Monday, October 10, 2016

Priam, King of Troy

Chart #11 covers a lot of information, although most is legendary. Dardanus was the legendary King of the Dardanians around the Straits of Dardanelles (shown in yellow on nearby map). According to Greek legend he was the son of Zeus and Electra, although some medieval sources (such as the O'Cleary Book of Genealogies) show his descent from Noah's grandson, Javan as shown in an earlier blog (Chart #1). 

The current town of Çanakkale is the closest to the ancient city of Troy - today called Hisarlik. Scholars a couple of centuries ago thought the Greek story of the Trojan War was strictly made up and mythological. However, when archaeologist Heinrich Schliemann discovered certain treasures at Hisarlik the scholarly world came to recognize that there was some historical basis to the Greek legends. A fascinating biography about Schliemann is The Greek Treasure, by Irving Stone - a highly recommended read.

Homer's Iliad is reasonably well-known today and sometimes taught in US schools along with Greek mythology. Many of the Greek gods and heroes are mentioned in the famous Trojan War, which was taken by the Greeks against Troy due to Priam's son, Paris kidnapping Helen from her husband, Menelaus the king of Sparta.

As can be seen in Chart #11, there are at least four nations that claim descent from the Trojans. It is quite likely that if there is any truth to any of the genealogies shown here, then there are likely mistakes and embellishments along the way. I will discuss each of them below, starting with Rome:

1. Rome: As I have discussed in an earlier blog (Chart #7), Julius Caesar claimed descent from both Ascanius (here in Chart #11) and Numa Pompilius, the legendary second king of Rome.  The first ruler was Romulus, who had a twin brother, Remus who were abandoned to die as infants but were suckled by a she-wolf . Romulus' ancestry goes back to Aeneas, who is shown in Chart #11, but as I have no descendants but for a few more generations I have not included a genealogy chart here for Romulus.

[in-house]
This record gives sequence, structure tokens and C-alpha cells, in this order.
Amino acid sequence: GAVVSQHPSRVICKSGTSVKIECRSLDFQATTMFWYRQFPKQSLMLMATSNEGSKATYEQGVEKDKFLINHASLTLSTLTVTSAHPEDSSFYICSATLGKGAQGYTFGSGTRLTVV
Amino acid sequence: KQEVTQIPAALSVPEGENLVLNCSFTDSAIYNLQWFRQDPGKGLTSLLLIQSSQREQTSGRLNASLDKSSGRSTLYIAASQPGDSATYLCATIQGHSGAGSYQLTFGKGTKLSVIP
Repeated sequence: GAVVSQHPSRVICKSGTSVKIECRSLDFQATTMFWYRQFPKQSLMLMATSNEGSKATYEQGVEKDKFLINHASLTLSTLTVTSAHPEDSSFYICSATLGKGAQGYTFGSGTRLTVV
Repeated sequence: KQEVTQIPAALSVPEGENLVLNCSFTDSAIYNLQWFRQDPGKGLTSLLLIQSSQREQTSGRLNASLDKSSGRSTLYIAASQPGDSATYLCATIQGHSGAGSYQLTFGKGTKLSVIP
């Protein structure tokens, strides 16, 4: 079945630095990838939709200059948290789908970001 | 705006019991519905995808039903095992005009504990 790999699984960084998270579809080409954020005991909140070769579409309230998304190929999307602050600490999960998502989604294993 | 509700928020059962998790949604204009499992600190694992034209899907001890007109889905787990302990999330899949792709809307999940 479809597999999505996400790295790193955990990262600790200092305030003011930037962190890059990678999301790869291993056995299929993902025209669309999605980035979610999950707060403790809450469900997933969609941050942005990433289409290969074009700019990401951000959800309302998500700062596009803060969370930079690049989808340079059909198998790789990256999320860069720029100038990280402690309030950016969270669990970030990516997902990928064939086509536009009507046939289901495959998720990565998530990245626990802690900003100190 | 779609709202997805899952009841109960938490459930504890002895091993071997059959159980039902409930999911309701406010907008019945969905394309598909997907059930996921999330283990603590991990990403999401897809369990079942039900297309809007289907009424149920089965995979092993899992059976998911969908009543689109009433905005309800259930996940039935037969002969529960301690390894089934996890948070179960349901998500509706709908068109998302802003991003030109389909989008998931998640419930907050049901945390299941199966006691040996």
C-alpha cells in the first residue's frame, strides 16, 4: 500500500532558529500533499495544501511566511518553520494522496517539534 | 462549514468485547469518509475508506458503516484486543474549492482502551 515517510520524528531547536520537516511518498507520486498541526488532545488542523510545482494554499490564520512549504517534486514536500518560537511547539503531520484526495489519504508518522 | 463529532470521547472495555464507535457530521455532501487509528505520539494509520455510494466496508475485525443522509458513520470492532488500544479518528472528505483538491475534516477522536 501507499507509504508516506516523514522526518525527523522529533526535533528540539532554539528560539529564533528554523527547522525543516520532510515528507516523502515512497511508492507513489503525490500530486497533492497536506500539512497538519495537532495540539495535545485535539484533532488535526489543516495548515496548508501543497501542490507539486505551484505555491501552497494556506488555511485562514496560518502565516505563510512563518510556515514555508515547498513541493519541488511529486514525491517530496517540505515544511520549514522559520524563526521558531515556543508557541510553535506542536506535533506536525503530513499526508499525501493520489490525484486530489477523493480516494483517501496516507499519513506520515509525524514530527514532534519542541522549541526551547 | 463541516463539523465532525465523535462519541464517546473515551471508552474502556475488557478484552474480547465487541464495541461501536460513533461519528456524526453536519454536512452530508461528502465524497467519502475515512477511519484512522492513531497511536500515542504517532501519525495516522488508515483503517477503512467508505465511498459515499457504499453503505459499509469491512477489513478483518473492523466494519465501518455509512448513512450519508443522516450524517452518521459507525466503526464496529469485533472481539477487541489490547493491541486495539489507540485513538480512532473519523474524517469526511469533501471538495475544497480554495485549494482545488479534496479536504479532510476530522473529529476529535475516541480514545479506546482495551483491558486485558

But there is another legendary king by the name of Latinus, who was one of Aeneas' fathers-in-law who was called the King of Latium (or Italy). This man would have lived several generations earlier than Romulus and was one of his ancestors. The earlier Latinus was King of Italy about 400 years before Romulus founded the city of Rome.

2. Britain: There is also another legend that a grandson of Ascanius, called Brutus was the first to migrate to the British Isles. His name is where the "British" derive the name of their islands. We will discuss Brutus in a later blog showing some of his descendants.

3. France: Priam's son, Helenus married Andromache, a princess of Thebes. They were the parents to a man called Genger (or Cestrinus) who was the father of Franco (whence France gets it's name). An old book written in 727 called Liber Historiae Francorum claims that after the fall of Troy a group of 12,000 refugees from Troy settled on the Tanais (or Don) River, northeast of the Black Sea. Originally these refugees were the founders of the Cimmerians and then moving further west becoming the founders of the Sicambri.  This line descends to connect to Chart #9, the ancestors of the early French kings.

The Sicambri were a Germanic peoples and may have been ancestors to some French, but most scholars would disagree with most of Liber Historiae Francorum. Since DNA evidence as I addressed early in my posts suggest that most western European inhabitants have been in the area since the end of the Last Ice Age and this would support what most scholars claim. However, the more I have looked at some of these conquests and supposed migrations I tend to think most of them involved men (rather than women and children) and whether they conquered or not, they often represent a smaller segment of the population which in only a few generations were totally intermarried with the original inhabitants.

4. Scandinavia: So now we come to the famous Norse God, Odin (or Woden) who according to Snorri Sturluson in his famous Icelandic Saga, the Heimskingla, claims that Odin and Njord migrated from around the Black Sea. Odin settled his many sons as Kings in various places around Scandinavia and eventually he himself settled with Njord at Uppsala, Sweden. Sturluson then follows the stories of Njord's descendants as early Swedish Kings and then eventually migrating to Norway to become the ancestors of the Medieval Norwegian Kings. We will discuss later the Anglo-Saxon invasions of Britain and how these rulers all claimed descent from various sons of Odin. There is an interesting book called After the Flood, by Bill Cooper, which can be obtained in PDF form on the web (link below). Although I do not agree with his conclusions, he does some interesting analysis of various medieval documents in Chapter 7 attempting to show that there is probably some historical basis to the list of Odin's ancestors.


Here are links to some of the key people in my online genealogy database:

Here are some links to help you learn more:

Here are some useful books to read pertaining to the subjects in this blog:



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